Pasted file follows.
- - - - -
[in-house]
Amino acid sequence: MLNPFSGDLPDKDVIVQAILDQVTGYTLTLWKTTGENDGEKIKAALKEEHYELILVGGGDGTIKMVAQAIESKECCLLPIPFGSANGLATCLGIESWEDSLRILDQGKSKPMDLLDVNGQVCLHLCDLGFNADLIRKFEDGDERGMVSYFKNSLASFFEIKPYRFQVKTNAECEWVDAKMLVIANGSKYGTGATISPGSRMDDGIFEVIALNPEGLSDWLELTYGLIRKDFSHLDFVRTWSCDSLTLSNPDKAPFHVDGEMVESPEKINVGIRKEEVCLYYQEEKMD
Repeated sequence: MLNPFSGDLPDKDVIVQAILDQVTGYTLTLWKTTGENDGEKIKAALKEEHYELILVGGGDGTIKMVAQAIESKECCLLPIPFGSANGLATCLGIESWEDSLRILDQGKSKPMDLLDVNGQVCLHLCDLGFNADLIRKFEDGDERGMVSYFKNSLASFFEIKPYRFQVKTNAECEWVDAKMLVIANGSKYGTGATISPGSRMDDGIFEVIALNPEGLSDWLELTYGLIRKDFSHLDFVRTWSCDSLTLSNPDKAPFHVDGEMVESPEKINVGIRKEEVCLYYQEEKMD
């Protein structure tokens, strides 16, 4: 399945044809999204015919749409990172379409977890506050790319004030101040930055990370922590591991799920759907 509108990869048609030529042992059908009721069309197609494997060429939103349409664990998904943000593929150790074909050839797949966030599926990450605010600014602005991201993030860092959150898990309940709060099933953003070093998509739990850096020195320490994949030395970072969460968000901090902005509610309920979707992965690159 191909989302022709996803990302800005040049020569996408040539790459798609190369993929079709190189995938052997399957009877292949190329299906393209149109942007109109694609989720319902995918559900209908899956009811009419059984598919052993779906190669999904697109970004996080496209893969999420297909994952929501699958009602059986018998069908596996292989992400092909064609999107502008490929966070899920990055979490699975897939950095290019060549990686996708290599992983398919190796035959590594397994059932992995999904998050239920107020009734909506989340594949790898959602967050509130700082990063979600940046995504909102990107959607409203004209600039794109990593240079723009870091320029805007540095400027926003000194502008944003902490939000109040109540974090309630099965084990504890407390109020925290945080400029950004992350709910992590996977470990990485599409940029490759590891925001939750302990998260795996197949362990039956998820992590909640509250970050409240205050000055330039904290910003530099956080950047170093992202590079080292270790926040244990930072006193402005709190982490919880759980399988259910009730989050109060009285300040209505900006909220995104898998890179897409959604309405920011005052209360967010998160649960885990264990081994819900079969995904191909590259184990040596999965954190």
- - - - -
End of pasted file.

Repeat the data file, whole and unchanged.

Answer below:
[in-house]
Amino acid sequence: MLNPFSGDLPDKDVIVQAILDQVTGYTLTLWKTTGENDGEKIKAALKEEHYELILVGGGDGTIKMVAQAIESKECCLLPIPFGSANGLATCLGIESWEDSLRILDQGKSKPMDLLDVNGQVCLHLCDLGFNADLIRKFEDGDERGMVSYFKNSLASFFEIKPYRFQVKTNAECEWVDAKMLVIANGSKYGTGATISPGSRMDDGIFEVIALNPEGLSDWLELTYGLIRKDFSHLDFVRTWSCDSLTLSNPDKAPFHVDGEMVESPEKINVGIRKEEVCLYYQEEKMD
Repeated sequence: MLNPFSGDLPDKDVIVQAILDQVTGYTLTLWKTTGENDGEKIKAALKEEHYELILVGGGDGTIKMVAQAIESKECCLLPIPFGSANGLATCLGIESWEDSLRILDQGKSKPMDLLDVNGQVCLHLCDLGFNADLIRKFEDGDERGMVSYFKNSLASFFEIKPYRFQVKTNAECEWVDAKMLVIANGSKYGTGATISPGSRMDDGIFEVIALNPEGLSDWLELTYGLIRKDFSHLDFVRTWSCDSLTLSNPDKAPFHVDGEMVESPEKINVGIRKEEVCLYYQEEKMD
């Protein structure tokens, strides 16, 4: 399945044809999204015919749409990172379409977890506050790319004030101040930055990370922590591991799920759907 509108990869048609030529042992059908009721069309197609494997060429939103349409664990998904943000593929150790074909050839797949966030599926990450605010600014602005991201993030860092959150898990309940709060099933953003070093998509739990850096020195320490994949030395970072969460968000901090902005509610309920979707992965690159 191909989302022709996803990302800005040049020569996408040539790459798609190369993929079709190189995938052997399957009877292949190329299906393209149109942007109109694609989720319902995918559900209908899956009811009419059984598919052993779906190669999904697109970004996080496209893969999420297909994952929501699958009602059986018998069908596996292989992400092909064609999107502008490929966070899920990055979490699975897939950095290019060549990686996708290599992983398919190796035959590594397994059932992995999904998050239920107020009734909506989340594949790898959602967050509130700082990063979600940046995504909102990107959607409203004209600039794109990593240079723009870091320029805007540095400027926003000194502008944003902490939000109040109540974090309630099965084990504890407390109020925290945080400029950004992350709910992590996977470990990485599409940029490759590891925001939750302990998260795996197949362990039956998820992590909640509250970050409240205050000055330039904290910003530099956080950047170093992202590079080292270790926040244990930072006193402005709190982490919880759980399988259910009730989050109060009285300040209505900006909220995104898998890179897409959604309405920011005052209360967010998160649960885990264990081994819900079969995904191909590259184990040596999965954190």